The Writing is on the Wall
This week, Larry Kudlow and
others strongly chastised Bernanke for his failure to read the
writing on the wall and urged the Fed Chairman to quickly slash
the Fed Funds rate. Methinks the pundits doth protest too much.
For years, Kudlow, who practically coined the term "Goldilocks
economy," has dismissed with scorn suggestions that the
American economy was anything less than ragingly healthy. If
our economy is really so strong, why does he call so loudly for
the artificial stimulus of a significant rate cut?
A record percentage of our GDP is comprised of consumer spending. The source of this spending was the housing bubble. Would our savings rate really be negative were it not for housing related "wealth?" Could consumers really have spent as much as they did without the benefits of temporarily low teaser rates and the ability to extract equity from their homes? How many service sector jobs are directly related to that extra spending? When the low mortgage payments and home equity disappear, so too will the spending and jobs they engendered.
Those who feel that the economy will keep growing must believe that discretionary consumer spending is unrelated to wealth or expenses. In other words, they believe that individuals will spend as much with no home equity and $3,000 per month mortgage payments as they did with $200,000 in home equity $1,500 monthly payments. Factor in other rising expenses; such as food, energy, insurance, and taxes and discretionary spending will not just slow, it will completely collapse.
With the ugly truth laid bare, many now prod Bernanke and Bush for solutions. Unfortunately there are none. Based on absurd assumptions about real estate, we simply borrowed more money than we can ever hope to pay back. There is no magic elixir we can swallow to cure what ails us. The free market is the only force that can fix this mess. Unfortunately, the fix won't be pretty. Prudent lending standards will return, guaranteeing that real estate prices collapse. This is an important connection that very few have made. There is no way the average American can afford to buy the average house at today's prices with a mortgage he can afford. Assuming that the lax standards of 2005-2006 do not return, the only way this can happen is if real estate prices collapse, which is exactly what is happening.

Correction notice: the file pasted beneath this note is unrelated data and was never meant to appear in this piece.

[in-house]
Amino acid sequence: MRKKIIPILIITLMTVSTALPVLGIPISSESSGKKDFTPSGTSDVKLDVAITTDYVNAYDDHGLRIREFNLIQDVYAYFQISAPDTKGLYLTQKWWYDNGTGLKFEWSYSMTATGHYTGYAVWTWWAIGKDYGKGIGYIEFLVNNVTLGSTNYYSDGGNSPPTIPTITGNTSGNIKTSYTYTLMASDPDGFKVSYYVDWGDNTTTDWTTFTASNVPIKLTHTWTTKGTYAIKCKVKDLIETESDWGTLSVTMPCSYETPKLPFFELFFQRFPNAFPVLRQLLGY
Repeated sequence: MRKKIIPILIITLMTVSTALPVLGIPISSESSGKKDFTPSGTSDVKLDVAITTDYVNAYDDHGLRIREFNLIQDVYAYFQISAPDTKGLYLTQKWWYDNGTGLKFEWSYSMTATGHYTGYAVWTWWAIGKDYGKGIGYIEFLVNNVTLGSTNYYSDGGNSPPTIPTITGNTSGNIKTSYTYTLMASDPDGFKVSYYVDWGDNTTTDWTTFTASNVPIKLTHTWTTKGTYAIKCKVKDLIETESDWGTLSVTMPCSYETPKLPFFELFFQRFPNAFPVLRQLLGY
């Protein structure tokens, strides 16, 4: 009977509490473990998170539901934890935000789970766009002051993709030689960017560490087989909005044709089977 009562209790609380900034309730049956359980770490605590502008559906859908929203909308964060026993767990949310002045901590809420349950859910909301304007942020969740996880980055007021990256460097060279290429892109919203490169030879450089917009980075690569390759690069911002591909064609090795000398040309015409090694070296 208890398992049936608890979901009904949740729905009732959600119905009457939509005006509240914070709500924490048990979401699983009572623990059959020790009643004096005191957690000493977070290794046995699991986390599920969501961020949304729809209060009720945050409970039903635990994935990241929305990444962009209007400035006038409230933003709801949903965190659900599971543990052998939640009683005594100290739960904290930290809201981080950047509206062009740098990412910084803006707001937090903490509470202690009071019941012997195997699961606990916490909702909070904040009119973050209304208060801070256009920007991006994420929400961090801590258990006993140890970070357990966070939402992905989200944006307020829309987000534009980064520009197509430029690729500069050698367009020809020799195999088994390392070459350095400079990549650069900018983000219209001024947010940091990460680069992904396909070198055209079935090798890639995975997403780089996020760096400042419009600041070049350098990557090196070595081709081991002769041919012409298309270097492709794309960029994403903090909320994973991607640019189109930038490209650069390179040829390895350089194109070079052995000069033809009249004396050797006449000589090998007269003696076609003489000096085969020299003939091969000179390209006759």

The financial institutions
that are calling most loudly for a bailout claim the Government
must act to protect homeowners. However, the most severe losses
will not be born by homeowners but by those who loaned them the
money. Therefore any bailouts will ultimately go to lenders
not borrowers. Homeowners who offered no down payment and who
have no equity in their homes will in reality lose nothing in
foreclosure, except perhaps a debt burden on an overpriced house.
In addition, even those homeowners who made down payments likely
extracted larger sums in subsequent refinancings or home equity
loans. With plenty of available foreclosed homes on the market
to rent it is unlikely that these former homeowners will become
In the final analysis, though it was Wall Street that served the punch, it was the Greenspan Fed that spiked it in the first place. Just as Fed policy enabled Wall Street to flood the world with worthless dot.com stocks it enabled an encore performance with subprime mortgage-backed securities. My guess is the Fed's bubble blowing days are over. Once the inebriates sober up this time, the hangover will be so severe that no one will drink a drop of Wall Street's punch again, meaning any more inflation the Fed creates will go strait into consumer prices.
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Mr. Schiff is one of
the few non-biased investment advisors (not committed solely to
the short side of the market) to have correctly called the current
bear market before it began and to have positioned his clients
accordingly. As a result of his accurate forecasts on the U.S.
stock market, commodities, gold and the dollar, he is becoming
increasingly more renowned. He has been quoted in many of the
nation's leading newspapers, including The Wall Street Journal,
Barron's, Investor's Business Daily, The Financial Times, The
New York Times, The Los Angeles Times, The Washington Post, The
Chicago Tribune, The Dallas Morning News, The Miami Herald, The
San Francisco Chronicle, The Atlanta Journal-Constitution, The
Arizona Republic, The Philadelphia Inquirer, and the Christian
Science Monitor, and has appeared on CNBC, CNNfn., and Bloomberg.
In addition, his views are frequently quoted locally in the Orange